The CSAC and Association of Boxing Commissions have adopted new weight classes, but will any major promotion actually use them?
That was UFC President Dana White’s answer when asked at the UFC 214 post-fight press conference last weekend as to whether the mixed martial arts behemoth could be adding more weight class. The California State Athletic Commission had introduced several new weight classes in May. Divisions featuring 165, 175, 195 and 225 pounds were introduced, though promotions are under no obligation to use them. Then, just days prior to UFC 214, the Association of Boxing Commissions voted unanimously to include the four new weight classes under the Unified Rules of MMA.
Again, despite the weight classes being included in the Unified Rules (which are yet to be adopted by all commissions), promotions are under no obligation to actually use the new divisions. It’s more of an “earmarked for future use” situation, or “if you need them, you’ve got them.”
The question is, does the UFC (and Bellator and other major MMA promotions) need them? And in the case of the UFC, who has the ultimate say?
Yesterday, MMA Junkie quoted a statement sent to them by UFC Vice President of Athlete Health and Performance, Jeff Novitzky, supporting the 10-point plan the CSAC launched earlier in the year, which includes the new weight classes. “UFC supports the offering of additional weight classes as initially outlined in CSAC’s ’10-point plan’ and now adopted by the ABC” Novitzky is quoted as saying. He then went on to highlight the promotion’s addition of women’s featherweight and flyweight as steps in the same direction.
What happened to “nope?” And just to add to the confusion, the very same MMA Junkie piece quotes UFC Chief Legal Consel Hunter Campbell as wanting to eliminate “consumer confusion by diluting the talent pool with additional weight divisions.”
Who’s steering this ship anyway?
When it comes to whether new divisions are needed, it’s hard to outright say no. While the UFC is not about to introduce new weight classes overnight, the fact that the divisions are established under the Unified Rules is certainly a plus for a time when they may wish to add them. The problem is, as Hunter Campbell alludes to, diluting the talent pool — and whether these are the right weight classes.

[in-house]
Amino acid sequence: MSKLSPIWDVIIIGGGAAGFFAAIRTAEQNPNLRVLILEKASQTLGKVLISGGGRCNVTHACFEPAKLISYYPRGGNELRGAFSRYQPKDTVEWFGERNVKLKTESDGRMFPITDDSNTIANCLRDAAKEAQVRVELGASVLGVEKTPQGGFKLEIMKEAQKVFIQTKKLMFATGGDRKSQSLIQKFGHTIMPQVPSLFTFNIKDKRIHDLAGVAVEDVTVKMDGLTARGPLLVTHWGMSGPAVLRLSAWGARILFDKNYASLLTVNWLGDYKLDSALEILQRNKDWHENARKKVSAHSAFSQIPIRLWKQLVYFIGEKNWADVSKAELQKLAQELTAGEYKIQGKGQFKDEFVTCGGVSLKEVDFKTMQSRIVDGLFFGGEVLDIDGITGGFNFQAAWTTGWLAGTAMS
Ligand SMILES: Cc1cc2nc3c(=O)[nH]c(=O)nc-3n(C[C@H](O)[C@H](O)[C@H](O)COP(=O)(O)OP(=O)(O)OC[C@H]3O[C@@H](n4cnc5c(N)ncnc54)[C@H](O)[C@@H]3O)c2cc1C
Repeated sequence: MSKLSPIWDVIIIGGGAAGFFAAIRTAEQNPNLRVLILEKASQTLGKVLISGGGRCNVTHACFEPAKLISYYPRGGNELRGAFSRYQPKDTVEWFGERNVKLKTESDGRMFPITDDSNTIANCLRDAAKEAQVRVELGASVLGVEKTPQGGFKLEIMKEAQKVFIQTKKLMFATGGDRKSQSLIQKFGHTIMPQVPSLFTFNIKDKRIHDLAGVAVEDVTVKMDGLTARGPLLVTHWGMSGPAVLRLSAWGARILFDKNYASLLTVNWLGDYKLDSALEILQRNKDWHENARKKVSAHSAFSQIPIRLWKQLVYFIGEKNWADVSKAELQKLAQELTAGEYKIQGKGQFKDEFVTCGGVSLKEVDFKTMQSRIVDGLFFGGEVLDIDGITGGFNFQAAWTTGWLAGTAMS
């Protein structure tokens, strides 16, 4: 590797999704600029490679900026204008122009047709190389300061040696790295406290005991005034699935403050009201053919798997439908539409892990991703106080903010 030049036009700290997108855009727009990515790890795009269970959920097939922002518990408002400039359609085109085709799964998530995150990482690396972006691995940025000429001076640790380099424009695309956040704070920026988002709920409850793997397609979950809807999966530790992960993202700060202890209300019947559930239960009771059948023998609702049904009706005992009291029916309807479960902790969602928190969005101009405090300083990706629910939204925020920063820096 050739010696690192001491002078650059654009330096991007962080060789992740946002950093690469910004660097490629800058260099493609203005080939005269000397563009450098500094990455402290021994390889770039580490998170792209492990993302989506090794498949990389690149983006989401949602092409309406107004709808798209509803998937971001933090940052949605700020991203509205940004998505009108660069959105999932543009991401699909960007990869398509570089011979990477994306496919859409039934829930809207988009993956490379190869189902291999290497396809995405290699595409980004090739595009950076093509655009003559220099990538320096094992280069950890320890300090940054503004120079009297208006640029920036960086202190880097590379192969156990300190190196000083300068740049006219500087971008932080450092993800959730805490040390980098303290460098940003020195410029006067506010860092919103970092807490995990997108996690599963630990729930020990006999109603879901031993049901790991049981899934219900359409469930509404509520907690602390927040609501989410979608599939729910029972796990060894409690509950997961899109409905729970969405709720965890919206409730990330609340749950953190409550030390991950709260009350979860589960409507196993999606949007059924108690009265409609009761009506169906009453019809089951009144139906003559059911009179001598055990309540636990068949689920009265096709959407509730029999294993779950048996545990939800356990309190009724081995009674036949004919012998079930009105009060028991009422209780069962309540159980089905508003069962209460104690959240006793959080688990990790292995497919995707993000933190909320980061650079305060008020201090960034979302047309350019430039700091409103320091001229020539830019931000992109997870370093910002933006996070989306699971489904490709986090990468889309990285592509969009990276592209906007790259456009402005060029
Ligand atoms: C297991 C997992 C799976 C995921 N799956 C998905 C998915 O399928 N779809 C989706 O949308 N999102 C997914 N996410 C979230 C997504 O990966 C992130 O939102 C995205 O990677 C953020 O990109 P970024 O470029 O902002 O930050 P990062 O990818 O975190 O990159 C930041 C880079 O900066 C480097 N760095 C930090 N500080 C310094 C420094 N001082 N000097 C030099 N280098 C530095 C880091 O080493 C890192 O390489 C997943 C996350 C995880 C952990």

Consider that the deepest divisions in the UFC, thus the ones that would be least impacted by being split, are lightweight and welterweight. Up to lightweight (155lbs) you have a 10lb divide between weight classes (flyweight through lightweight). You then jump fifteen pounds to welterweight, at 170lbs. The new weight classes include 165 and 175lbs. 165lbs makes sense if you’re going to set weight classes at every 10lbs, which seems reasonable, but you then hit something of a snag with the welterweight division being at 170lbs. Do you really need three weight classes from 165 to 175lbs? Quite frankly, no.
The obvious solution here is to shift welterweight to 175lbs, rather than add a weight class. Then have weight classes every 10lbs between flyweight (125lbs) and light heavyweight (205lbs). In total, that brings about just two new weight classes, 165 and 195.
You hit another snag with the 225lb weight class idea however. Right now, that’s essentially the floor for heavyweight, which runs up to 265lbs. Heavyweight is the only weight class where fighters weigh in at a range, rather than a specific weight. Heavyweight is also historically one of the shallowest divisions — while we love watching big guys fight, finding skilled big men is never easy. Splitting that weight class provides a definite dilution problem, and seems like it would result in a division where Mark Hunt fights Derrick Lewis every other bout. While most of the smaller, more agile fighters are down at cruiserweight.
You get what the commission is doing here, because a 40lbs weight discrepancy come fight night is a lot, but historically, the division has worked just fine. It’s not as if smaller fighters (i.e. Randy Couture) haven’t found success at heavyweight.
First and foremost, of course, is fighter safety, but will these new weight classes do much to encourage that? Or will you see heavyweights now opting to cut to cruiserweight for a size advantage? Will middleweights go up to 195lbs? Or 205’ers come down? Lets not forget that light heavyweight already has depth issues as well.
Now again, these weight classes don’t need to be adopted overnight. Nor should they be. Certainly not just to have another champ available to headline a card. When a real need arises, that’s the time to consider them. Yet there’s a question as to whether some ever should be adopted. You can, after all, have too much of a good thing.
Rather than spreading the talent pool too thin, the best option is another part of the CSAC’s 10 point plan: forcing fighters up in weight when deemed medically necessary. Drew Dober appears to have been the first fighter hit with such a sanction after he came in over 18% beyond the 155lb lightweight limit after re-hydrating following his UFC 214 weight cut. The plan also has fighters setting a minimum weight class in which they’ll compete, that must be signed off on by a doctor.
Those are both steps in the right direction that will be far more effective than adding more weight classes that simply aren’t sustainable. Though a ten pound divide for all classes up to the big men does make a certain amount of sense.